It is the most wonderful feeling to help a horse overcome restrictions and imbalances and reach a new level of performance.
Besides the physical ability to perform, however, there is another aspect to the effects of soreness, stiffness and discomfort in the horse. This was recently once again illustrated to me by a wonderful tall Trakehner gelding, a true jumping talent, who had become distant and 'checked out' during work. The young gelding, who had previously made good strides in his training, was going on 'auto pilot' during work, seemed absent and unfocused and simply went through the motions. The rider reported, that the horse seemed to just 'get the work over with', which was very much unlike him. When handled on the ground, the horse seemed distracted, distant, unfocused and trying to 'get away'.
Upon closer inspection we found a severe imbalance in the development of his long back muscles, which often points to an imbalance in movement, since long back muscles are locomotion muscles. Sensitivity in the left front fetlock joint was another pointer to compensation for physical discomfort. Even during bodywork, the horse was distracted and not relaxed until the touch was softened sufficiently to stay under his defense radar. The horse was extremely uncomfortable in his front left limb and was referred to the vet for further investigation.
Why was no lameness detected? A horse, as the ultimate prey animal, will hide any discomfort or physical problem as long as possible. Of course, it also depends on the personality of the horse (we may all know a drama queen or two...). By nature, however, the horse wants to APPEAR WELL in order to escape the keen eye of a predator or avoid being left behind by the herd. The horse does not want to show weakness, but it KNOWS that something is not quite right, which leads to worry, fearfulness or dullness as defense mechanism. A horse who is very good at this survival skill will hide even considerable pain in a front limb, for instance, as long as he can and rather COMPENSATE with other parts of his anatomy to make up for the weakness. Often this leads to the fact that rider, trainer, vet or bodyworker will first notice the area of compensation instead of the underlying problem.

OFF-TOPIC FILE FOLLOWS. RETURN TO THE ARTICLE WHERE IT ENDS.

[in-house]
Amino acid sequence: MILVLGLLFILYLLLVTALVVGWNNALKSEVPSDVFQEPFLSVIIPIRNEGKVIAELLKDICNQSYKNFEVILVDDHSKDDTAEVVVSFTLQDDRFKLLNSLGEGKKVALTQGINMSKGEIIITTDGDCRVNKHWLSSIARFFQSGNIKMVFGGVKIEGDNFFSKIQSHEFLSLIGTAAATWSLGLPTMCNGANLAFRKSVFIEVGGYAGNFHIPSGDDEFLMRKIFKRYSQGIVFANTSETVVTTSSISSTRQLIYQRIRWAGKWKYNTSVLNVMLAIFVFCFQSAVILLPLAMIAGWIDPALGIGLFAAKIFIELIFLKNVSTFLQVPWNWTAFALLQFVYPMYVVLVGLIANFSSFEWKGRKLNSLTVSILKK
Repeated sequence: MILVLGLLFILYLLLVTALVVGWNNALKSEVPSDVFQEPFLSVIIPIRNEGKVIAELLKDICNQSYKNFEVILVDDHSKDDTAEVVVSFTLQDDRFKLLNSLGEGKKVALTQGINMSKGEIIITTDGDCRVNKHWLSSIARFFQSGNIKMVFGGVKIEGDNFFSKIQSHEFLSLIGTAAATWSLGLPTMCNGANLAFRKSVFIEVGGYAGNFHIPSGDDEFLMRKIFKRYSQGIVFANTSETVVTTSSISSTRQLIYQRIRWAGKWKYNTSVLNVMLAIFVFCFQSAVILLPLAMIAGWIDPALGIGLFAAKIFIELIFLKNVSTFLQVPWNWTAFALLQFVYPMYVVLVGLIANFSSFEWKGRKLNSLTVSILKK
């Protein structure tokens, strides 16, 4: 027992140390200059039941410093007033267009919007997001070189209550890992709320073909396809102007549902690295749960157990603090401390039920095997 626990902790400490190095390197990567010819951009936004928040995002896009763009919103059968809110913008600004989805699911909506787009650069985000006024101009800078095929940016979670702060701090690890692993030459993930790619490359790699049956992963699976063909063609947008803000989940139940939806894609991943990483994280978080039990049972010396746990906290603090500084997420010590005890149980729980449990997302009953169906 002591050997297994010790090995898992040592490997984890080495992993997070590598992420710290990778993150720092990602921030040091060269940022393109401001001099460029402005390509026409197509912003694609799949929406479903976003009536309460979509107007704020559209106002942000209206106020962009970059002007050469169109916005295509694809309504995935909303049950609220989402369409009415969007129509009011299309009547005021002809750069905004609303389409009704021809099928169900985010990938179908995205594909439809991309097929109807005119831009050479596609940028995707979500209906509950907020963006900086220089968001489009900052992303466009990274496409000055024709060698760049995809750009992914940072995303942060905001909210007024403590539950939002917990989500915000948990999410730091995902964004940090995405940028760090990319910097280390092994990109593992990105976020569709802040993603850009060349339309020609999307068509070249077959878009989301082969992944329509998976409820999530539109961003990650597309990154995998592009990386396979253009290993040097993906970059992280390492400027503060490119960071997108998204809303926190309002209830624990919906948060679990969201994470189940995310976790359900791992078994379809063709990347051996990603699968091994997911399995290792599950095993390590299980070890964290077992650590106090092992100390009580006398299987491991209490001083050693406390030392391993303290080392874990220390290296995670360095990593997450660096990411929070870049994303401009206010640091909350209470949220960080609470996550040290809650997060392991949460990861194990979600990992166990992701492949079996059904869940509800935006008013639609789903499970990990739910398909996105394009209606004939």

In short: A sore, stiff, hurting horse will be worried and display behavior such as fearfulness, dullness, unwillingness to work or even agression, often long before the soreness or stiffness is detected.
Walter Zettl describes this beautifully in his book "The Circle of Trust", when he says "Any soreness or stiffness will cause the horse to worry."
Of course there are numerous possible reasons for a worried, fearful or 'checked out' horse. The first thing you'll want to rule out, however, is physical discomfort, stiffness and pain.
Enjoy your horse!
“Any soreness or stiffness will cause the horse to worry.” (Walter Zettl in his book “The circle of trust”).
Or in other words: A sore horse is a worried horse!
If we consider ourselves to have the moral right to use the horse for our own purposes,
we ought also to accept the obligation to help him carry them out.
Baron Hans von Blixen-Finecke
cavalryman, Olympic gold medalist, trainer of Olympic riders
The above exercises are beneficial in my own personal opinion. Please ensure fitness of your horse for any exercises described on this website by consulting your veterinarian, if in doubt. Equine Massage is NEVER a substitute for proper veterinary care. If you are in doubt about the physical condition of your horse, please consult a veterinarian.
*) Please note: Equine massage and bodywork is a non-invasive, gentle wellness modality aimed at enhancing performance in the healthy horse and never replaces proper veterinary care. If in doubt regarding the physical health of your horse please consult your veterinarian.